It’s true what they say – timing is everything. For some businesses, the pandemic will go down in history as one of the biggest challenges to their supply chain management, human resources, and overall bottom line.
But many of the businesses that started up during or post-pandemic will note the last 18 months as the foundation of their success. New data from Quotezone.co.uk reveals that the number of small businesses in the UK has increased by 20% from January to August 2021, when compared to the same period in 2020.
The data, which is based on a sample size of over 15,000 small businesses looking for business insurance, correlates with recent ONS data that shows a 24% increase in small businesses established in the UK during Q4 2020 compared with the same time in 2019. This represents the biggest quarterly peak in four years and points to an exponential rise in entrepreneurship during the pandemic.
Many of these new startup founders were likely furloughed or made redundant during the pandemic, while others may have simply seen an opportunity to tailor their businesses to the new needs and interests of a population locked down and working from home.
However, as new businesses saturate the market and the world begins to move on from Covid-19, the next few years will be make-or-break for lockdown businesses hoping to survive beyond the pandemic. Particularly since 20% of new businesses in the UK fail in year one and 60% fail by the end of year three.
While many new small businesses might have originated as side hustles, with the end of the furlough scheme last week, we can expect to see more entrepreneurial initiatives transition to become primary revenue streams.
The end of furlough could also cause a hit to the wider economy, which would in turn affect many small businesses. That’s why it’s important for new entrepreneurs to ensure they are being cost-savvy when taking out insurance for their business.
While there are many different types of business insurance entrepreneurs can invest in to protect their business, three of the most common ones are commercial property insurance, public liability insurance and professional indemnity insurance.
As the name suggests, commercial property insurance is designed to protect businesses that own an office, shop, warehouse or some other type of commercial property.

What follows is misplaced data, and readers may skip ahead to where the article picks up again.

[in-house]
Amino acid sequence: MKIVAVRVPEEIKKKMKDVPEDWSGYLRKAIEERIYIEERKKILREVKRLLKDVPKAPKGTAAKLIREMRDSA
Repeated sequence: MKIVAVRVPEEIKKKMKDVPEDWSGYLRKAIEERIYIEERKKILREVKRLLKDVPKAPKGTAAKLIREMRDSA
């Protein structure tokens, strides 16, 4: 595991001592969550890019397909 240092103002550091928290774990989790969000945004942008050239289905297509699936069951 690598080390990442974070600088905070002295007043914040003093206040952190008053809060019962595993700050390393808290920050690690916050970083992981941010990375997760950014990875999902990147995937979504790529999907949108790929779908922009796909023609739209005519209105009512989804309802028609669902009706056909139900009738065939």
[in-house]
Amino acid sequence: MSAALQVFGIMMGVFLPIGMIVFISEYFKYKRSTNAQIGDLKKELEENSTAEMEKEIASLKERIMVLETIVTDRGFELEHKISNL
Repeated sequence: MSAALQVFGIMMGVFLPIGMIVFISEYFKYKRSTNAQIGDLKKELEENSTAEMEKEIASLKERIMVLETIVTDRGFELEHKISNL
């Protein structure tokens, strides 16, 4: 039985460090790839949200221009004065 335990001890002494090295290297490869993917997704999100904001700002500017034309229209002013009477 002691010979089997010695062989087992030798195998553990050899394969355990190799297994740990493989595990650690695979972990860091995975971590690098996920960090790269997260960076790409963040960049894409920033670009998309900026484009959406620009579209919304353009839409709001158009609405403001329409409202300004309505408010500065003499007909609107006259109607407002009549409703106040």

Professional indemnity insurance covers any sole trader or company who is in business to sell their professional skills or knowledge. And lastly, public liability insurance protects businesses from the risk of liability claims if a member of the public is injured or their property is damaged.
Quotezone.co.uk has some tips on how SMEs can save while building healthy business foundations.
- Small businesses can protect themselves from loss of income, business interruption and even damage to stock and equipment via commercial property insurance
- Some professionals may be required by their regulator or industry body to take out professional indemnity insurance. Mortgage intermediaries, accountants, solicitors and architects usually have to have this type of cover
- If a small business rents their premises, they might not need commercial property insurance because their landlord will often insure the property, however, they will need to discuss the precise details of their business with the landlord to check they are in fact permitted to run a business of that nature from that particular property – and that the details are shared and covered by the insurance provider. Note certain types of business could invalidate the insurance so leasees need to make sure they double check the lease agreement and not just sign without clarification
- Small businesses can compare various types of business insurance and search for cheaper deals and better policies on a comparison website so that they get the cover they need without paying over the odds for it.
Greg Wilson, Founder of business insurance comparison website Quotezone.co.uk said, “Our data shows that the pandemic has resulted in a boom of new businesses entering the market, and with furlough ending and fresh job losses looking likely, there’s a good chance new business creation will continue to soar – a welcome trend as small businesses are the backbone of our economy.
“Of course, it’s also important to be mindful of the fact that 20% of new businesses fail in their first year, and over 60% will go bust by year three.
“Two of the most common reasons businesses give for their failure are that they ran out of cash (29%) or they experienced pricing and cost issues (18%). That’s why we would urge any new entrepreneurs who have launched a ‘lockdown startup’ to be mindful of their cashflow, and to reduce their overheads as much as possible by shopping around for the best deals on all their essential business expenses.”
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